H. Rider Haggard on the Imperial Frontier: The Political and Literary Contexts of His African Romances
"H. Rider Haggard on the Imperial Frontier, the first book-length study of H.R.H.'s African fiction, revises the image of Rider Haggard (1856-1925) as a mere writer of adventure stories, a brassy propagandist for British imperialism. Professor Monsman places Haggard's imaginative works both in the context of colonial fiction writing and in the framework of subsequent postcolonial debates about history and its representation. Like Olive Schreiner, Haggard was an Anglo-African writer straddling the moral divide of mixed allegiances--one empathetically African, the other quite English. The context for such Haggard tales as King Solomon's Mines and She was a triad of extraordinary nineteenth-century cultures in conflict--British, Boer, and Zulu. Haggard mined his characters both from the ore of real-life Africa and from the depths of his subconscious, giving expression to feelings of cultural conflict, probing and subverting the dominant economic and social forces of imperialism. Monsman argues that Haggard endorses native religious powers as superior to the European empirical paradigm, celebrates autonomous female figures who defy patriarchal control, and covertly supports racial mixing. These social and political elements are integral to his thrilling story lines charged with an exoticism of lived nightmares and extraordinary ordeals. H. Rider Haggard on the Imperial Frontier will be of interest to readers of imperial history and biography, "lost race" and supernatural literature, tales of terror, and heroic fantasies. The book's unsettling relevance to contemporary issues will engage a wide audience, and the groundbreaking biographical account of Haggard's close contemporary Bertram Mitford in the appendix will add appeal to specialists."--Publisher's website.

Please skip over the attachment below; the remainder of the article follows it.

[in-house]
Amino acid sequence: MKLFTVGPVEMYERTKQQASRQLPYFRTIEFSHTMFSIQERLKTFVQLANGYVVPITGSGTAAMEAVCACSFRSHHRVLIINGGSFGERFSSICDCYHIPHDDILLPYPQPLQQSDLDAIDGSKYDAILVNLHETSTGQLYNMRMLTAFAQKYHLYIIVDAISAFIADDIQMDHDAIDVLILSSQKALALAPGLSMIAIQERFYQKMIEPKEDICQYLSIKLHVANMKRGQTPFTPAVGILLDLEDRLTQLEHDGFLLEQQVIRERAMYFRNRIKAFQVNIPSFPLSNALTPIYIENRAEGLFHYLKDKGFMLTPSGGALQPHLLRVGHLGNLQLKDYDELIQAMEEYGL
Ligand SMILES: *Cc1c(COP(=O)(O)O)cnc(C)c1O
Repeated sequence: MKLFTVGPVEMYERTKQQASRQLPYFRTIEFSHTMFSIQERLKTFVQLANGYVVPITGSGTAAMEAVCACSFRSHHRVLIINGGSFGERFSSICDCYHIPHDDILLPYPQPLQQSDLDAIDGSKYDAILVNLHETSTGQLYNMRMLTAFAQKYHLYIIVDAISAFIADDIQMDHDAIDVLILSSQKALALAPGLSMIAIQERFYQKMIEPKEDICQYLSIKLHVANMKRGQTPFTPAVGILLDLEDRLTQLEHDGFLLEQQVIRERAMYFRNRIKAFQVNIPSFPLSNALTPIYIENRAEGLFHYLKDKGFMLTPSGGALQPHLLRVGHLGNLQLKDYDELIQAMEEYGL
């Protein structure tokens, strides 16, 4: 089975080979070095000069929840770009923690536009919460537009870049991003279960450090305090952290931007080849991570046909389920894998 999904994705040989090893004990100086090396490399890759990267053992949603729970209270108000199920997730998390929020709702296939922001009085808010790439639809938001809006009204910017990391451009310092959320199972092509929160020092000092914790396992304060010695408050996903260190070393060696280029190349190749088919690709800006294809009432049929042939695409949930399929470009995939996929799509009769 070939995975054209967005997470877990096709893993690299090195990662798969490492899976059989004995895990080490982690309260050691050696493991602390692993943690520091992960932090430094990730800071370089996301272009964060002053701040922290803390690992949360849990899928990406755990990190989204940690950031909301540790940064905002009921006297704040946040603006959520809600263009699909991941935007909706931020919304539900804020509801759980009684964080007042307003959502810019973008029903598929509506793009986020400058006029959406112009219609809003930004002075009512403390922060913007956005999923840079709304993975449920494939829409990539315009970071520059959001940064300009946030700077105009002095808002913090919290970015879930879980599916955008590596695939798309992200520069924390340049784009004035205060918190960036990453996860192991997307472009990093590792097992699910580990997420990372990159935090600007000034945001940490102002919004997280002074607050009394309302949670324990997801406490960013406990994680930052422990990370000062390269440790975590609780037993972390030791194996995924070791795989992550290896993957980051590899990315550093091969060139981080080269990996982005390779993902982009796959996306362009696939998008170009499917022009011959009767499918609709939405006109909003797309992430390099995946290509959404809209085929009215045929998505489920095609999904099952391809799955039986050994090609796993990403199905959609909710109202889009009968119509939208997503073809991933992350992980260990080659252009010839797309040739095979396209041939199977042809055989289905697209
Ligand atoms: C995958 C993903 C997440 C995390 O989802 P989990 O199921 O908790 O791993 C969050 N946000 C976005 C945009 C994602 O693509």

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A. P. Watt adventure African Farm African Romance Allan Quatermain Allan's Wife ancient Anglo-African Assegai Autobiography Ayesha battle beauty becomes Bertram Mitford Boers British C. S. Lewis Cape century Cetywayo Child of Storm Christian colonial cultural dead death described diamonds Dinesen divine empire England English European evil eyes fantasy Foulata gard gard's Ghost Kings goddess Haggard's novel Heart of Darkness hero Heu-Heu Holy Flower human Ibid ideal imperial Ivory Child Jess John King Solomon's Mines kraal land later Lily London Longmans Mameena Marie missionary Mopo moral myth mythic narrative Natal native nature never nineteenth-century Olive Schreiner perhaps political primitive racial readers Rider Haggard romance savage scene Schreiner's Shaka Sheba Shepstone Sir Henry social soul South Africa spiritual story symbol tale things tion Transvaal Ulysses Umslopogaas Victorian vision Witch's Head Wizard woman women writer York young Zikali Zulu War-Dance Zululand